Florida Panhandle Residents Living in Tents, Without Power Since Hurricane Michael

Florida's hardest hit coastal towns are still struggling to get back to normal.

Florida seafood
Seafood production of certain items in Florida might not be fully back on track for years to come. (Joe Raedle/Getty Images)
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Some of Florida’s Gulf Coast residents who saw the worst of Hurricane Michael‘s wrath are still living in tents and are without electricity, despite relief workers’ best efforts.

Those living in Panama City, Mexico Beach and Port St. Joe were hit the hardest, The Guardian reported, and are still in ruin some two weeks since Michael rolled through. The piles of debris that were once homes are the only remnants the communities have of their houses, forcing people to live in tents, campers or even surviving boats while they figure out their next move.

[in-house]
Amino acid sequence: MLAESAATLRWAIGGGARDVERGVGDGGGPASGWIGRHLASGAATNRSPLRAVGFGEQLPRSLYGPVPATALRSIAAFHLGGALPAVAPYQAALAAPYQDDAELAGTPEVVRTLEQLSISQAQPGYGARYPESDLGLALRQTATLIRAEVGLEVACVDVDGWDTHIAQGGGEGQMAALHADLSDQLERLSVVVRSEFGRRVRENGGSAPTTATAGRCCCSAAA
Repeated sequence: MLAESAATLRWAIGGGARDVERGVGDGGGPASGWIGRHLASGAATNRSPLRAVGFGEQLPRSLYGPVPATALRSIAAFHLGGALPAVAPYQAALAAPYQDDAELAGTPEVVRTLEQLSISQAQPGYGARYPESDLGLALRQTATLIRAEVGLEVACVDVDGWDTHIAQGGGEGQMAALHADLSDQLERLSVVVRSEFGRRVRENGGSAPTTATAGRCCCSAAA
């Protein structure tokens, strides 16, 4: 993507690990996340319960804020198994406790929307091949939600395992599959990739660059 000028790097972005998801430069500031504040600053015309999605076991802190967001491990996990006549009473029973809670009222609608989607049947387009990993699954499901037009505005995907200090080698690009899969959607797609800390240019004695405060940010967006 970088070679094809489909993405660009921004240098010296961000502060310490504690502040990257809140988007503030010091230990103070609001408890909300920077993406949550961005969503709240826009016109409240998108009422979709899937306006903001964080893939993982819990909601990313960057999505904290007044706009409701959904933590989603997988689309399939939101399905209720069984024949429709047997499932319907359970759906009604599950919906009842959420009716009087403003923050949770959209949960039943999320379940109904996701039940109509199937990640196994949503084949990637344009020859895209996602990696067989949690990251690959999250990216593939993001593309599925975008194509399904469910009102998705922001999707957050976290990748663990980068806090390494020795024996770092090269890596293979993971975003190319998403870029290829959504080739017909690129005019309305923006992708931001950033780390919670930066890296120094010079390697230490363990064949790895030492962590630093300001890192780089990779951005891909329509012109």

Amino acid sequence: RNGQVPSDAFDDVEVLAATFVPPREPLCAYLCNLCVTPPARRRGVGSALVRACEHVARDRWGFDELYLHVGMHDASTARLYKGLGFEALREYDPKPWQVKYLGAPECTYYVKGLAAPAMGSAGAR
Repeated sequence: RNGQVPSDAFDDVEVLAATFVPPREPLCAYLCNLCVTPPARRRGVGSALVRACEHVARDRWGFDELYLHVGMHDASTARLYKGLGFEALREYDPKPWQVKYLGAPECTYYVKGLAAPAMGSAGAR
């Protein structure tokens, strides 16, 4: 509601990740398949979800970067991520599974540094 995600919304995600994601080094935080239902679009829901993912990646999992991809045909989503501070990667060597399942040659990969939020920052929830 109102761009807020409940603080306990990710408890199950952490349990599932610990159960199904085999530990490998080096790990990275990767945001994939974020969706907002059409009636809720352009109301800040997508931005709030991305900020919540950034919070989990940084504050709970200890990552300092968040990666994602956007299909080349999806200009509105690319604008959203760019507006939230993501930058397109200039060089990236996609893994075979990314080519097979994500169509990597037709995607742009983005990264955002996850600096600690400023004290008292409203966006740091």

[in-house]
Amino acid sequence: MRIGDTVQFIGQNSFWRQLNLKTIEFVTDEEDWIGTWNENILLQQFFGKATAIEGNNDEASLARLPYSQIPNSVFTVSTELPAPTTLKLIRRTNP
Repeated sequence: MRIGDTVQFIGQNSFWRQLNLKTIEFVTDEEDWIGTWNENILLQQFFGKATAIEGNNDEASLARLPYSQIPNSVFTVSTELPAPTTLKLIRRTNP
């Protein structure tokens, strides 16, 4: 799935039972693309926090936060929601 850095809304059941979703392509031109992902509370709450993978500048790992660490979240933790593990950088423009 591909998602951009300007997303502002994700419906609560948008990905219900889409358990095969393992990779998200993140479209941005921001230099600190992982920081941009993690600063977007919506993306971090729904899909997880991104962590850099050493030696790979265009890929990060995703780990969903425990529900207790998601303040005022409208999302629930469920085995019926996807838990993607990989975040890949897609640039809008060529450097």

Ready-to-eat food provided by the Federal Emergency Management Agency are their meals and free-standing Porta Potties are their bathrooms, but the modern-day amenities most Americans wouldn’t dream of living without — electricity, gas and the Internet — might not return for months.

Maintenance and service vehicles can’t get past the tree and refuse-covered roads leading to the neighborhoods, but those loyal to the area haven’t jumped ship yet.

“We’re all determined,” Mexico Beach citizen Gayle Blackmon told the news site. “We’re absolutely going to build it back.”

The category four storm that hit the Panhandle region earlier this month claimed the lives of at least 39 people and brought with it an enormous storm surge and 150 mile-per-hour winds.

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